“Who is a Jew” legislation is no less than Israeli Orthodoxy’s effort to replace religion for nationality, theology over secularism. If successful then overnight one hundred years of Zionism would be undone and the State of Israel would revert to isolated Orthodox communities in Jerusalem and Safed begging for subsistence from a Diaspora they defined out of Judaism. Ninety percent of Diaspora (also Israeli) Jewry is not Orthodox so implementing Halakha as defining “Jewish identity” for the state is not just a cosmetic challenge to that “ninety percent:” it delegitimizes any stream of Judaism not in accord with the understanding of a tiny radical minority, is transformative of the identity of the state. In the end Begin appreciated this and withdrew his support for the Knesset bill. But “Who is a Jew” remains a priority of Israeli Orthodoxy, a continuing platform for any party seeking haredi support in creating a governing coalition.
III. Religious challenge to the Law of Return
Until the mid-1950’s the Ministry of Interior accepted children of marriages where the wife was not Jewish by religion as “Jewish” by “nationality” for purposes of issuing a national identity card (Teudat Zehut). It was the job of the rabbinate, not the state, to determine “religion.,. This began to change in the late 1950s:
“Faced with scores of cases of Jewish men (often Holocaust survivors) who had brought their non-Jewish wives to Israel, the Ministry of Interior often registered the offspring of these marriages as Jewish by "religion" and "nationality" if the parents declared their child to be Jewish. The attitude of the Ministry was that while as the child of a non-Jewish mother the child was not halachically Jewish, the Rabbinate would make that religious determination when the child was ready to wed… In 1960, new regulations by the Ministry of Interior stated that an individual registering as a Jew by "religion" and "nationality" must be Jewish according to halacha”
These “new regulations” coincided with control of the Interior Ministry changing from secular to Orthodox hands.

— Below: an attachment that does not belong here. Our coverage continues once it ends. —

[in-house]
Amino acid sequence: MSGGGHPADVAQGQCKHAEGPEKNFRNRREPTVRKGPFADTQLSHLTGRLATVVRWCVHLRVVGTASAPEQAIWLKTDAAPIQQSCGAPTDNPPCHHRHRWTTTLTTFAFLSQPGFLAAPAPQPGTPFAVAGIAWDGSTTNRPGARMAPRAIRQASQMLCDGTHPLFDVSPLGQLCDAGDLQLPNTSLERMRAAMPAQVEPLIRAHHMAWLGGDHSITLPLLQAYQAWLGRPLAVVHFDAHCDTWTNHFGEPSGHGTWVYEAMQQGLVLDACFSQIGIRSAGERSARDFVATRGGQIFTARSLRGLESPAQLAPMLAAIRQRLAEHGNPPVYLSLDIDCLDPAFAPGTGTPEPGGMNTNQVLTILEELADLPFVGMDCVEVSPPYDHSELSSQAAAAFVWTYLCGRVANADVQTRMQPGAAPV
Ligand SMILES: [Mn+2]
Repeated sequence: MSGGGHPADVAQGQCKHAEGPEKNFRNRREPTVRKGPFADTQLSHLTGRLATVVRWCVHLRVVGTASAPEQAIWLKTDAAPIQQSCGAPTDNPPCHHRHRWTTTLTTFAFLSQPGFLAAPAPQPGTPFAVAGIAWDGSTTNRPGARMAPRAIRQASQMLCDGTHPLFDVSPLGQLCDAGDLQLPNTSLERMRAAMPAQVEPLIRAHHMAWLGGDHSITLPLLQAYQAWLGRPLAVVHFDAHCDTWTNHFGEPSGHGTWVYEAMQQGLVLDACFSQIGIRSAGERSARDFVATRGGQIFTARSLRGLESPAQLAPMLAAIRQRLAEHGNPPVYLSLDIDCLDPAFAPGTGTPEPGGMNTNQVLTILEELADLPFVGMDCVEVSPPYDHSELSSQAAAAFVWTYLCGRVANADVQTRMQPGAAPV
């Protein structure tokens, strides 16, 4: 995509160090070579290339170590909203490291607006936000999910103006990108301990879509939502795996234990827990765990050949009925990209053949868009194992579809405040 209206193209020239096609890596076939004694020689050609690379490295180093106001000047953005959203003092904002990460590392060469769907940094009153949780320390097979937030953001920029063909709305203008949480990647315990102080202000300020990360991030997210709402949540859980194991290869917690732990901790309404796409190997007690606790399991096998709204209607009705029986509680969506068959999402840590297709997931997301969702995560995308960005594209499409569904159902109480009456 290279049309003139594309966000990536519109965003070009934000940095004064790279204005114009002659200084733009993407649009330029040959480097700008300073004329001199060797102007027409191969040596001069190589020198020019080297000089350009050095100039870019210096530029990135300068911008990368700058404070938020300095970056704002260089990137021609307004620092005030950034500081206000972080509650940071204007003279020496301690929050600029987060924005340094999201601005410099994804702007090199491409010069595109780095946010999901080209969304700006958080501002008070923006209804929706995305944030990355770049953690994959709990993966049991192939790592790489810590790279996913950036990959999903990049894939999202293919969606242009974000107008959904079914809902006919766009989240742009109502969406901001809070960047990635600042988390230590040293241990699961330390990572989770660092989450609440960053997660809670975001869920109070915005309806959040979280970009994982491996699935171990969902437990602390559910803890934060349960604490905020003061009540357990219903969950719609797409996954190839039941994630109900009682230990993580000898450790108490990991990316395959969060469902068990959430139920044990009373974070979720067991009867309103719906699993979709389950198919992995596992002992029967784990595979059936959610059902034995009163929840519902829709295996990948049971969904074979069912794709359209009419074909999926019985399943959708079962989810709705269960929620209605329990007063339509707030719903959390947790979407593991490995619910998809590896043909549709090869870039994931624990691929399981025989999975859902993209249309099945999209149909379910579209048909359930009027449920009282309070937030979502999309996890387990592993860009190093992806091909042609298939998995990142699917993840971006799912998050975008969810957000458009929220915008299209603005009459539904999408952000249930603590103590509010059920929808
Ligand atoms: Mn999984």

Brother Daniel: The first significant challenge to the Law of Return occurred in 1962. Oswald Rufeisen, a survivor and member of a Holocaust-era Zionist youth group was credited with saving Jews during the Holocaust. He converted to Catholicism and, as Brother Daniel, continued to see himself “Jewish by nationality.“ The Interior Ministry refused to accept him for “oleh” (immigrant under the Law of Return) status. He appealed to the Supreme Court which agreed that, based on his conversion, he had abandoned both Jewish religion and nation.
The Shalit Case: Benjamin Shalit, an Israeli naval officer married to a non-Jew, was next to take the Interior Minister to the Supreme Court. The couple considered themselves “atheists but part of the Jewish nation.” Their children, born in Israel, were Israelis but the Orthodoxy-controlled ministry left blank the spaces for “nationality” and “religion” on their identity cards. In this case the Supreme Court which ruled in his favor.
“Following the decision,
in 1970 the National Religious Party introduced legislation in the Knesset to amend the Population Registry Law to decree that individuals registering as Jew by "religion" or "nationality" must be a "person who was born of a Jewish mother or who has converted to Judaism."
It was in response to this challenge to the states position on Jewish identity that the Golda Meir government introduced the 1970 Grandparent Amendment to the 1950 Law of Return. The Amendment clearly and unequivocally returned Israel to its Zionist foundation and mission.